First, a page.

Featured Lesson

Lesson 1:1 - Design a habitat


Sample Habitat Diorama

What are the parts of your local pond or aquatic habitat? How are those parts linked and important to each other? Lesson 1:1 - Design a Habitat is a great kick-off lesson to bring about awareness, allowing time for observation and investigation, and developing a foundation for future lessons and learning.

Lesson 1:1 - Design a Habitat provides a visual means for students to learn to identify the key components of habitat. Whether you use the visualization or physically visit the water, your students will make connections and start to discover their surroundings. They will start to understand relationships between living and non-living parts of the natural environment and how human constructed systems also play a role in the habitat.

In this lesson, students demonstrate what they learn through observation and listening by constructing a diorama of a habitat that provides food, shelter, water and space for a bluegill.

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Lesson summary

The instructor leads students on an actual or a virtual field trip to a pond to explore and see how habitat can meet basic needs of a bluegill. Students then construct a diorama of the fish’s habitat, illustrating food, water, cover, and space.

Tips and tricks

For younger kids, the visualization activity (virtual field trip to the pond) may be too difficult. See the Book Reviews for suggestions on picture books to read to the students as the introduction for this lesson. Additional books can be found in the Student Reading List, which can be found in the Fishing: Get in the Habitat! Leader’s Guide Appendix Four: Planning Aids.

The water in this craft is represented by blue plastic wrap. Some stores still carry the colored wrap – Super One and Super Value had it on their shelves recently. If no blue plastic wrap is available, have the kids paint their diorama background blue or use construction paper to make the dioramas.

Part 1-Virtual field trip to a pond


  • For the visualization exercise, be sure students are spaced well away from each other to minimize distractions from neighbors. 
  • For younger students, explain what a visualization is and why it can be a helpful learning tool. 
  • When students are sharing their images, consider having them talk with a partner before sharing in a large group. Then partners can find out if there are any similarities and/or differences in what they imagined. 
  • Use the Student Reading List to choose books to read aloud to emerging readers or have students choose and read other narratives about aquatic habitats after the visualization exercise.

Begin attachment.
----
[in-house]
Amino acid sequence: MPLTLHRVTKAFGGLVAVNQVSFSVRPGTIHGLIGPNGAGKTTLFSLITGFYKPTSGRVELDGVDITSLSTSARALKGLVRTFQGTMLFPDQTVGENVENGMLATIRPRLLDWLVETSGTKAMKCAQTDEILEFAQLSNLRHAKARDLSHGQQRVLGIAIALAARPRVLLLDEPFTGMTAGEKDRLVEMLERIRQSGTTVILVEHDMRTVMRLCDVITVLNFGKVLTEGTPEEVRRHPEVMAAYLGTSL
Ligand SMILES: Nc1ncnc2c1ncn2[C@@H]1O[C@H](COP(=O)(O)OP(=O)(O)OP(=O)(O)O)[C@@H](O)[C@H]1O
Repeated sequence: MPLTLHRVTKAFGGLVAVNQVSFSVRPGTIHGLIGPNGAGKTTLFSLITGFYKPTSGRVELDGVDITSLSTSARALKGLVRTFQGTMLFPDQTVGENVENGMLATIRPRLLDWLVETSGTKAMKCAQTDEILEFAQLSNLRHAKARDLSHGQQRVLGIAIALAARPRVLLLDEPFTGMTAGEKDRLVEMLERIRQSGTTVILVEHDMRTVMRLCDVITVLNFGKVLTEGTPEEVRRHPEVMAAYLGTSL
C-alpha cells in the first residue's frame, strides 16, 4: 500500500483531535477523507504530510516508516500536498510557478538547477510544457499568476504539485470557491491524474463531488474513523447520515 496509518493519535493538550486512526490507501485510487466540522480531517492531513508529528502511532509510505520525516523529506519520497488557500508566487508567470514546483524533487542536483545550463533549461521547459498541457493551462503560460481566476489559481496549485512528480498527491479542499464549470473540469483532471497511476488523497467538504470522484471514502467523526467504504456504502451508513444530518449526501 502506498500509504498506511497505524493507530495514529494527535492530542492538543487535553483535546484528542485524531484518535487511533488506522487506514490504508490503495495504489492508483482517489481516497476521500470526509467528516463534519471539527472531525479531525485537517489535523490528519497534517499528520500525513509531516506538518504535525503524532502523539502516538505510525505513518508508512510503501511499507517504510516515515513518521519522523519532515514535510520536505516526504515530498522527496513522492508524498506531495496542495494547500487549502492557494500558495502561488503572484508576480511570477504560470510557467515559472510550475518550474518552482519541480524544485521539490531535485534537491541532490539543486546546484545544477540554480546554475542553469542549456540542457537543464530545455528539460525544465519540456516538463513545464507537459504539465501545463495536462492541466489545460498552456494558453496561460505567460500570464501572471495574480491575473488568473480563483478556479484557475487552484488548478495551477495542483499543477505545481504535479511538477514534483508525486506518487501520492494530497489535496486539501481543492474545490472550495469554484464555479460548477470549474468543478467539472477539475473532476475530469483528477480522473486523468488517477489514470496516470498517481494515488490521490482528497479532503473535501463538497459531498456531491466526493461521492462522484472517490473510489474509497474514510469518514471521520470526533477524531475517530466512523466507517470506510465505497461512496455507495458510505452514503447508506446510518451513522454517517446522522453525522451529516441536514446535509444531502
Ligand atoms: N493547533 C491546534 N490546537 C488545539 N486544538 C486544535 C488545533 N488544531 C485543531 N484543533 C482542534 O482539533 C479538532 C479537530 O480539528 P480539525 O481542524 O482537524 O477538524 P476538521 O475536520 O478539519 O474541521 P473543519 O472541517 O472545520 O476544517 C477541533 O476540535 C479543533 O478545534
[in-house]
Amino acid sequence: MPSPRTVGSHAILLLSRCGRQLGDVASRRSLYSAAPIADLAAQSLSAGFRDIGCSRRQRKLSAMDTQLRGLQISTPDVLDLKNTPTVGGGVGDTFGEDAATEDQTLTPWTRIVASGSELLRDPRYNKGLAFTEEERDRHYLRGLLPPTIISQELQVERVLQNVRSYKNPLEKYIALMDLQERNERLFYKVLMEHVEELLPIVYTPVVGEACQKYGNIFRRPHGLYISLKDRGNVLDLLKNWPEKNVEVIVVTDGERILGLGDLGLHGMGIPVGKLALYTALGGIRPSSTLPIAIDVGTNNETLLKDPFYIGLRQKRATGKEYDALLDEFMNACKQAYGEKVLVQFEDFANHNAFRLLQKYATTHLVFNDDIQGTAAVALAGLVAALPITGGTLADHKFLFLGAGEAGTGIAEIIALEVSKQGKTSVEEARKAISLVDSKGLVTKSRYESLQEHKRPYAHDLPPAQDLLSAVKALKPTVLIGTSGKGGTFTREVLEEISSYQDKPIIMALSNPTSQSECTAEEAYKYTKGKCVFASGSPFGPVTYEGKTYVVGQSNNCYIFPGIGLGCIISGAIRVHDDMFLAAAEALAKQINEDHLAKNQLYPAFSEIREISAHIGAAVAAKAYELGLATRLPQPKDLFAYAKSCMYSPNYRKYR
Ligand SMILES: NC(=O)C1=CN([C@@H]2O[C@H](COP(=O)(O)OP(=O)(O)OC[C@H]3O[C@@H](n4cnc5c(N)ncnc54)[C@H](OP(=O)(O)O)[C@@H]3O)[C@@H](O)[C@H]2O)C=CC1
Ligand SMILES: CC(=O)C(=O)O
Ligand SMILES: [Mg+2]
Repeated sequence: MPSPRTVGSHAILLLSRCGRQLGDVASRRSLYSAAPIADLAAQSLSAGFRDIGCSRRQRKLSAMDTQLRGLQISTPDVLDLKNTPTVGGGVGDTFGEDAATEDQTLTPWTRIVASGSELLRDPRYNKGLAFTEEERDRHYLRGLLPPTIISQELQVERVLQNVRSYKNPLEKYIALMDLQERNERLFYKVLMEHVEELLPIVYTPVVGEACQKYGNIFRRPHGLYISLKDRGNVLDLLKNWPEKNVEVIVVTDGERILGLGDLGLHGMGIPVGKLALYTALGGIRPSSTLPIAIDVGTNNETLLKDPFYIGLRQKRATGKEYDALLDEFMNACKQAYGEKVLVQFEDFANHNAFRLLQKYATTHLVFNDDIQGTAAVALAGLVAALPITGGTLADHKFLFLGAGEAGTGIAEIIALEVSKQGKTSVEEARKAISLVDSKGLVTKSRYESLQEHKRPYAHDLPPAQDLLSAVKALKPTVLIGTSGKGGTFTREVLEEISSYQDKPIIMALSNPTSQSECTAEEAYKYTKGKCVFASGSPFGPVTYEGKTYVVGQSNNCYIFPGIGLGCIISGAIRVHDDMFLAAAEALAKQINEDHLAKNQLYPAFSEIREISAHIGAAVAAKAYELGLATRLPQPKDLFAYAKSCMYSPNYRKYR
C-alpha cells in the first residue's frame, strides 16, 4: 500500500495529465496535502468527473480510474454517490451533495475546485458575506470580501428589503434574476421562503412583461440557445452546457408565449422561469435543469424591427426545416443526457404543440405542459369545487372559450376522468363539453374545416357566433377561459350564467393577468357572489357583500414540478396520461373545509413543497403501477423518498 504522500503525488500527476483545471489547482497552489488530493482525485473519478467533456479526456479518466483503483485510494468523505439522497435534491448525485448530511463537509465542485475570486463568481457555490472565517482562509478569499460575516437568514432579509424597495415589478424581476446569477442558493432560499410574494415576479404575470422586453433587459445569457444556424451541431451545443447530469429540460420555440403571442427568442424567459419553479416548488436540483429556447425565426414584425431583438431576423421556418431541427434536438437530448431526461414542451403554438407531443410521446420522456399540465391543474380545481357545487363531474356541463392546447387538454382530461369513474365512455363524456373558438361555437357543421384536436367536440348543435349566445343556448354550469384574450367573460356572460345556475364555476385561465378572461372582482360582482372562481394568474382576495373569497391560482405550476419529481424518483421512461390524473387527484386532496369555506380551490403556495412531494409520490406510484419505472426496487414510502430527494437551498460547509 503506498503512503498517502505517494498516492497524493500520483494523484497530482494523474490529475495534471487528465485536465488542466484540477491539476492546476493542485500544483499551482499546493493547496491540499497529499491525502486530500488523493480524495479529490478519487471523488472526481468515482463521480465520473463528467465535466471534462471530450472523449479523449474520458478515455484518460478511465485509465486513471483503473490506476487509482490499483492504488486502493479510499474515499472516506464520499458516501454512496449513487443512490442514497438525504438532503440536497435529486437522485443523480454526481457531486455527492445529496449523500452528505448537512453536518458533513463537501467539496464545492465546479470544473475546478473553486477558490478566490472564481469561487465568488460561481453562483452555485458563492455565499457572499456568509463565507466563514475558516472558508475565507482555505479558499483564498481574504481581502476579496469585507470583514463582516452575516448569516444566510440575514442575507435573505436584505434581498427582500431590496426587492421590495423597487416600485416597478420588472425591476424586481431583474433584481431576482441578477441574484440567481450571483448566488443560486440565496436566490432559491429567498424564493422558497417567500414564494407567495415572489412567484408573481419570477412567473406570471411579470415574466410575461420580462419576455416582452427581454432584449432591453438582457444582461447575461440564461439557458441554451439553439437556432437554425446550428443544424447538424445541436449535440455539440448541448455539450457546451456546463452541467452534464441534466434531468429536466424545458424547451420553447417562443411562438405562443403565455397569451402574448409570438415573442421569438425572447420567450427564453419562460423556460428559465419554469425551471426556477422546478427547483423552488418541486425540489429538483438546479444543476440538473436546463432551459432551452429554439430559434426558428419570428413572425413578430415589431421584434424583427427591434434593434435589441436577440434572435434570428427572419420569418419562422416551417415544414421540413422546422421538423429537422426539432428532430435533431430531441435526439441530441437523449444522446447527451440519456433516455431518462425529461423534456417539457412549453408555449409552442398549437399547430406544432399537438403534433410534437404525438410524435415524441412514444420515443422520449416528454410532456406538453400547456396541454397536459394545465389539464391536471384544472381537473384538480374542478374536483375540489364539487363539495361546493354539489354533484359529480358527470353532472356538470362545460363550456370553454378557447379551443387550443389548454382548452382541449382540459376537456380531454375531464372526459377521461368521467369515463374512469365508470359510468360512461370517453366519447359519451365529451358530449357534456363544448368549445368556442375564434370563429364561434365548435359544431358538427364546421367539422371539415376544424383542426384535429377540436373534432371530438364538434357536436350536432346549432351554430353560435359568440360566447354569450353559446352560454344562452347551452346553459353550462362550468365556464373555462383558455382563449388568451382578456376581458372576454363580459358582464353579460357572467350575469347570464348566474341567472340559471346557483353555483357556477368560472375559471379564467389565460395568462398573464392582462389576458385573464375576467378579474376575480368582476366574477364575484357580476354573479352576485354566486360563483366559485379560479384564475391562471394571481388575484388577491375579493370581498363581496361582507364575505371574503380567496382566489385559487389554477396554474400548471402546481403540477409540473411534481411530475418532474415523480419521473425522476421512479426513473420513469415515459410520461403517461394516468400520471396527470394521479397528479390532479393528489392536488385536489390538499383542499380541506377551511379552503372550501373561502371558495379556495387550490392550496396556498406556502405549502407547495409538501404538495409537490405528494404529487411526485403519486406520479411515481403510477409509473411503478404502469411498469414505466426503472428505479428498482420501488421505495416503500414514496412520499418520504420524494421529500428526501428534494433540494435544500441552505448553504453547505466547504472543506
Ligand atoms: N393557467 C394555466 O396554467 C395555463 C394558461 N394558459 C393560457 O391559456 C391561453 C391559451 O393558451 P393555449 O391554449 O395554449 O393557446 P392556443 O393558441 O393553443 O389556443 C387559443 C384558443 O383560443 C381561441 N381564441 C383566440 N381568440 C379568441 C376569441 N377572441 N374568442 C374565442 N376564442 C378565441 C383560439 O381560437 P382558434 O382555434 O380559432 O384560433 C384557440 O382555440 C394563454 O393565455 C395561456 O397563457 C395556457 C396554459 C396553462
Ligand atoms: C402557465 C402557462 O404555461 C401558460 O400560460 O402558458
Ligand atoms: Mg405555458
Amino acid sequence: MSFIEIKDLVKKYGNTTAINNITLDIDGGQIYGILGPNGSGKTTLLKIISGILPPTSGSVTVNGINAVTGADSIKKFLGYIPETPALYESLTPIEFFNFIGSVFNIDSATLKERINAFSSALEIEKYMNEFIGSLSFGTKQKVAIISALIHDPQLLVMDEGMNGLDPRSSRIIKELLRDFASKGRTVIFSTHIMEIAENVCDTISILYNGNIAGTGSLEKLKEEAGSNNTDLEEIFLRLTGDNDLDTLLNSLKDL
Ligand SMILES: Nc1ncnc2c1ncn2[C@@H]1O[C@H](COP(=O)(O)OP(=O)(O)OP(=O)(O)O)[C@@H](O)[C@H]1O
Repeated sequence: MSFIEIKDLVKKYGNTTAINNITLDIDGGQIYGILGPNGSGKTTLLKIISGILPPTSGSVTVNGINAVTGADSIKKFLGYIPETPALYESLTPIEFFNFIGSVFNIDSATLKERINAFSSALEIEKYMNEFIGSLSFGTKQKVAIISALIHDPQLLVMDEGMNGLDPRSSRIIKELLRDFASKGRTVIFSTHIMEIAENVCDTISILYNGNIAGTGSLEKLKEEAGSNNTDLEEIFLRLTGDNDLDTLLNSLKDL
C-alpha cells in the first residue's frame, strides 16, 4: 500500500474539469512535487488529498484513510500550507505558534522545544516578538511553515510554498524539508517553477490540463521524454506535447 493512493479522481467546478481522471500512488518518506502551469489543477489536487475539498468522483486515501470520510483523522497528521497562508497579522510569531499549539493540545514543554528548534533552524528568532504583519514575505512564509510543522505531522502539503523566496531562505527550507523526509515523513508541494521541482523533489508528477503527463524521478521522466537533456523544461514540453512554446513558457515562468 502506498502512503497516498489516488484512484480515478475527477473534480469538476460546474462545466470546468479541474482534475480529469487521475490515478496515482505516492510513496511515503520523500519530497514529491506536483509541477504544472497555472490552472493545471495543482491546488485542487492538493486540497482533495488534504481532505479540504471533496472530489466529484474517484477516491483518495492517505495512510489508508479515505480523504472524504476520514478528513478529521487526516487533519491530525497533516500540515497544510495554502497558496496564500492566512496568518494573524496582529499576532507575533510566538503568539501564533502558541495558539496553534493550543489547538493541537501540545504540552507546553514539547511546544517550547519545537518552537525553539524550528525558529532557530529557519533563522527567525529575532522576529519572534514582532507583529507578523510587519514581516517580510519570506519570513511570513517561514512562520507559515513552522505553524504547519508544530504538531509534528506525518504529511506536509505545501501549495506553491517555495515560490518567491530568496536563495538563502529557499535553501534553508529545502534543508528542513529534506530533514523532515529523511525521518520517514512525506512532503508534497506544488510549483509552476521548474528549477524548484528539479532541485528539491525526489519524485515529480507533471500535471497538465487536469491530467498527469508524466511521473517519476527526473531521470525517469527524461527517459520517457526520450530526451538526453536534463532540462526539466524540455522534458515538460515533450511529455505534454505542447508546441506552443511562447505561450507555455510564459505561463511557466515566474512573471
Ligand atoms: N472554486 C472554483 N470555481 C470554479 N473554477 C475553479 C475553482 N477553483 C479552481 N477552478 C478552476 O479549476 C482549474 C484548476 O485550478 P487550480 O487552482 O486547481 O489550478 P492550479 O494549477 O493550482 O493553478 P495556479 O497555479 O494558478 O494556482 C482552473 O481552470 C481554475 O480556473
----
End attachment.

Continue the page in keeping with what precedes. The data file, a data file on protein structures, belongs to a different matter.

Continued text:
Part 2-Field trip to a pond

High Quality Shoreline Image


  • Before asking students to work independently, model what it looks like to make an observation and write it down. Do this multiple times.
  • You may want to consider making a prompt sheet that will remind students about the kinds of observations they should make while on location. 

Part 3-Making habitat dioramas


  • Depending upon the age of your students and the tools and time you have available with students, consider pre-cutting the peeholes in the shoeboxes. 
  • While students are making the dioramas, have them return to their notes from the field trip to a pond. All of the plants, rocks, dead leaves, and other things observed are part of the habitat. Students can add all these things to their dioramas.
  • Once completed, have students write a paragraph about their fish, describing how its needs ar emet by its habitats, and how habitat needs can limit the number and sizes of fish that can live in an area. Review the students' paragraphs to ensure they understand the four essential habitat needs, and that food, water, cover, and space are limiting resources. 
  • Consider having a diorama show-and-tell where students can share their creations with each other. This is a good opportunity to list out similarities and differences in the habitats created by classmates. 

Diving deeper

There are many ways to extend the learning on this activity. Consider adding some of the following activities to this lesson:

  • Have students write their own virtual field trip narrative for a pond, lake, river, or streams, and read it to the class. 
  • Arrange a visit to a nearby pond or wetland area. While there, ask students to look for signs of animal life, and to think about what those organisms need to srvive in their habitat. Compare studets' observations from the actual visit to a pond or water body with the mental pictures they observed during the narration at the beginning of Lesson 1:1 - Design a Habitat

MinnAqua lesson connections

To continue your exploration of habitat and help your students understand why habitat is so important for fish health, try combining Lesson 1:1 - Design a Habitat with two or three of the following lessons to make a habitat unit. 

Lesson 1:1 - Food Chain Tag (30 pages | 3.3 MB)

Lesson 1:4 - Water Habitat Site Study (43 pages | 8.3 MB)

Lesson 2:6 - Adapted for Habitat (35 pages | 3.5 MB)

Lesson 3:2 - Function of Aquatic Plants (24 pages | 3.5 MB)

Lesson 4:5 - Fisheries Management and You (35 pages | 3.5 MB)


Suggested online student resources

Have your students access these online resources to engage in these concepts further.


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